Reforming care for persons near the end of life: the promise of quality improvement

Ann Intern Med. 2002 Jul 16;137(2):117-22. doi: 10.7326/0003-4819-137-2-200207160-00010.


Most people in developed countries will live with a serious, eventually fatal, chronic condition for months or years before dying; yet, the delivery of health care services has only just recently begun adapting to this reality. Quality improvement methods have been effective in helping clinical services to make substantial changes quickly. Quality improvement requires stating an aim, measuring success, and testing possible improvements. The testing of changes requires a clinical team to Plan, Do, Study, and Act on new insights (the "PDSA cycle"). Repeated PDSA cycles generate deep understanding of complex systems and make sustainable improvements rapidly. This paper discusses a composite case study in a nursing home setting, which builds on experience with multisite collaborative efforts and introduces quality improvement methods in the context of end-of-life care.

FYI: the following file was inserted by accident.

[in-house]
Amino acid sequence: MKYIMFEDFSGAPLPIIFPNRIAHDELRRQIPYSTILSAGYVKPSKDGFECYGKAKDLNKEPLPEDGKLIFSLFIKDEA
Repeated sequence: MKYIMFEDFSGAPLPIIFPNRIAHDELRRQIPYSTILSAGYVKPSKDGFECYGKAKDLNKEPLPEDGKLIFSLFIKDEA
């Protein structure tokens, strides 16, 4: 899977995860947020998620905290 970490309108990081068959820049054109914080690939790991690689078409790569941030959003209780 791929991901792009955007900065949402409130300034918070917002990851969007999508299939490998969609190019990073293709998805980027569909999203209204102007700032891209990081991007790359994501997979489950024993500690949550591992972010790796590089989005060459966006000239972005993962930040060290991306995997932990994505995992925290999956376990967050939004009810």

Publication types

  • Case Reports
  • Research Support, Non-U.S. Gov't

MeSH terms

  • Advance Directives*
  • Aged
  • Aged, 80 and over
  • Emergency Service, Hospital / organization & administration
  • Emergency Service, Hospital / standards
  • Female
  • Health Care Reform*
  • Homes for the Aged / organization & administration
  • Homes for the Aged / standards
  • Humans
  • Nursing Homes / organization & administration
  • Nursing Homes / standards
  • Patient Care Team / organization & administration
  • Quality Assurance, Health Care*
  • Terminal Care / standards*
  • United States